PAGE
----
While her parents struggled for months to admit her in a regular school, they finally managed to do so after agreeing to arrange for a special tutor themselves and pay for the teacher’s fees.
Stating that most institutions are not disabled friendly, Smitha Sadasivan, member of Disability Rights Alliance (DRA), who works for the inclusion of these children, said, “There is already a solution under the Rights for Persons with Disabilities Act 2016. If all the provisions of the Act under Education are fulfilled, then there would be no issue at all. In fact, separate facilities for special education would not even be required.”
“After continuous pleas by Sridevi’s parents, the school granted her admission, but requested she be sent back post lunch as they would be unable to monitor her. During the lunchbreak, she is secluded from her classmates, making it even more difficult for her,” Smitha stated, adding that most persons with disabilities go through the same dilemma.
According to the new disability law, any college being planned must make provisions for the disabled. “The issue is that despite the existence of such laws, not many institutes will comply. Statistics revealed by a forum for disabled students shows that not even 1 per cent of India’s 789 universities, 37,204 colleges and 11,443 stand-alone higher education institutions are disabled-friendly,” said a Disabled Rights’ Activist in the city.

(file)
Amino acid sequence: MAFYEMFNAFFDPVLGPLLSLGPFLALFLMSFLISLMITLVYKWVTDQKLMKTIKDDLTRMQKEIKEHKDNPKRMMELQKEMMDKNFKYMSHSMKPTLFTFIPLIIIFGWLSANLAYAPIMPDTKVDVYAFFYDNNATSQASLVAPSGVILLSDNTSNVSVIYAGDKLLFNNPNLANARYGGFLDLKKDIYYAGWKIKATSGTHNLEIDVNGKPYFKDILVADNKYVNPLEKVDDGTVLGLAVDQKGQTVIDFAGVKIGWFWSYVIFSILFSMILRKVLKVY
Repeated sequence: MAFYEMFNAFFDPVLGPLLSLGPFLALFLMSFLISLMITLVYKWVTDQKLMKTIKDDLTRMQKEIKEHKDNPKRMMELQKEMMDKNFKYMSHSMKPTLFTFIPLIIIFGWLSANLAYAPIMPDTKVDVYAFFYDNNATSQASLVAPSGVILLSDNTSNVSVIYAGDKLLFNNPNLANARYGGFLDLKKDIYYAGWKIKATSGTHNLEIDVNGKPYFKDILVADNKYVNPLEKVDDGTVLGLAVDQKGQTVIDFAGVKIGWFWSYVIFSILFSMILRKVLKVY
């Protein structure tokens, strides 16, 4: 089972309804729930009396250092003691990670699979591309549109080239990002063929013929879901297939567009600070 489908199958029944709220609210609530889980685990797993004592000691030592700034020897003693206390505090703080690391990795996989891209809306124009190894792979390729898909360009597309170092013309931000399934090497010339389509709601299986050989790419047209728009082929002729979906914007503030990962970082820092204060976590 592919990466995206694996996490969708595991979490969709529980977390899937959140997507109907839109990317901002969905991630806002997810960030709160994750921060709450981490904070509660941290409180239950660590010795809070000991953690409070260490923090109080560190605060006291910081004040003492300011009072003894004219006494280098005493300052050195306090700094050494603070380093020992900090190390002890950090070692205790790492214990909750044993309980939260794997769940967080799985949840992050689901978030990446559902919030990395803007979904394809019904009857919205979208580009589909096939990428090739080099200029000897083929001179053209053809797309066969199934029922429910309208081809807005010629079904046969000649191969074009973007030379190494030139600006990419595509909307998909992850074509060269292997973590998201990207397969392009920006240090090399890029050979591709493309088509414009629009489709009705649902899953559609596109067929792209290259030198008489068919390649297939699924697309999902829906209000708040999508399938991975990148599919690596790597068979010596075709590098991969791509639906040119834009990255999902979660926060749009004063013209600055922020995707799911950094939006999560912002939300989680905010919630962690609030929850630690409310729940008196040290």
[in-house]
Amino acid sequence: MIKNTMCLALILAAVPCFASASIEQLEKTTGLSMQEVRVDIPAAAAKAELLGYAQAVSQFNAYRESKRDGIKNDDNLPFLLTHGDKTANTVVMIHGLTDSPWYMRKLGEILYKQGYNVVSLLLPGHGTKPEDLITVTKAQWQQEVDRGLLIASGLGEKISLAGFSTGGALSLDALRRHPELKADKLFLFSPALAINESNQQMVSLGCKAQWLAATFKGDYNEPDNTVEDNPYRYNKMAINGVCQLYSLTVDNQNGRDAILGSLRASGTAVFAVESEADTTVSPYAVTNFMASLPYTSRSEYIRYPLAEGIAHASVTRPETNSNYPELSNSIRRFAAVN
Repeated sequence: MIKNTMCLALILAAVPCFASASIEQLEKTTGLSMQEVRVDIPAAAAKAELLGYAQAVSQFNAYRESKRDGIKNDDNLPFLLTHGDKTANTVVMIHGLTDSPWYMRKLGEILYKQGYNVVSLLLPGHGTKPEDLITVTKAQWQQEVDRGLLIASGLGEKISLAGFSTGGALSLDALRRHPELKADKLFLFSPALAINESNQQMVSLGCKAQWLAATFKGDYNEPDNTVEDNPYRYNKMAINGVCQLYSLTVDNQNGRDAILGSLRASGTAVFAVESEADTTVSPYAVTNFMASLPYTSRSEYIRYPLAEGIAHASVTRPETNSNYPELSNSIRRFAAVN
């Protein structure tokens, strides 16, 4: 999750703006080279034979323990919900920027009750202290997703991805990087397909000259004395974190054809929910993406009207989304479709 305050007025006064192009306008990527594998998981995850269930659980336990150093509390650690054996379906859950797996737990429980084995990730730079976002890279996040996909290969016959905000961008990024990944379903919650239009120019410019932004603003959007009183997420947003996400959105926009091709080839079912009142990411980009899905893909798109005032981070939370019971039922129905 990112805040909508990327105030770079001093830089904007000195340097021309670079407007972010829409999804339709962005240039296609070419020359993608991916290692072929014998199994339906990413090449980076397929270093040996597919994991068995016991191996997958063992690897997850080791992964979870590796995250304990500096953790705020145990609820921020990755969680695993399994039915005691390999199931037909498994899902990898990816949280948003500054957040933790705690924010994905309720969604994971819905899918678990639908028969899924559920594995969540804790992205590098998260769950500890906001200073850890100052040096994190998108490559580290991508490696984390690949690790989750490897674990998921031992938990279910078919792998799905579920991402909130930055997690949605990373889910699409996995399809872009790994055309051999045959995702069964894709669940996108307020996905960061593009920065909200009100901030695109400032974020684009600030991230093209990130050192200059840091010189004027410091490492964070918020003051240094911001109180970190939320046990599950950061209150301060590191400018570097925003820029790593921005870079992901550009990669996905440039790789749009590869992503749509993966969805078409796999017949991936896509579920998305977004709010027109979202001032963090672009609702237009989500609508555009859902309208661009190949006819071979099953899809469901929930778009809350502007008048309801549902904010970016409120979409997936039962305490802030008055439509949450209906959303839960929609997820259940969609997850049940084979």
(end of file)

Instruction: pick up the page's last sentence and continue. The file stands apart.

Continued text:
“The lack of necessary infrastructure for the physically challenged such as ramps, railings and accessible wash rooms has found to be one of the main reasons why children with disabilities refrain from pursuing their studies. There is the absence of trained staff and alternative teaching aides and facilities like specialised books and material in Braille,” he added.
Stating that most government schools, especially in rural areas, lack basic toilet facilities, educationist Dr S Somasundaram said, “It affects every student, more so the disabled. The Government should ensure that approval is not given to institutions that lack the basic facilities, especially for the disabled. Why should their education be compromised just because of their disability?”
While many are wheelchair bound after a spinal injury due to an accident or so, they too tend to suffer as they lose control of their bladder and are unable to walk.
“The children are still intellectually sound. However, accessibility continues to remain an issue. They are capable to perform, but limitations are there. It is unfair as the officials tend to think that these children are incapable of being normal,” stated Gnana Bharathi, president of the Spinal Injured Persons’ Association (SIPA), urging the government to make efforts to support these children.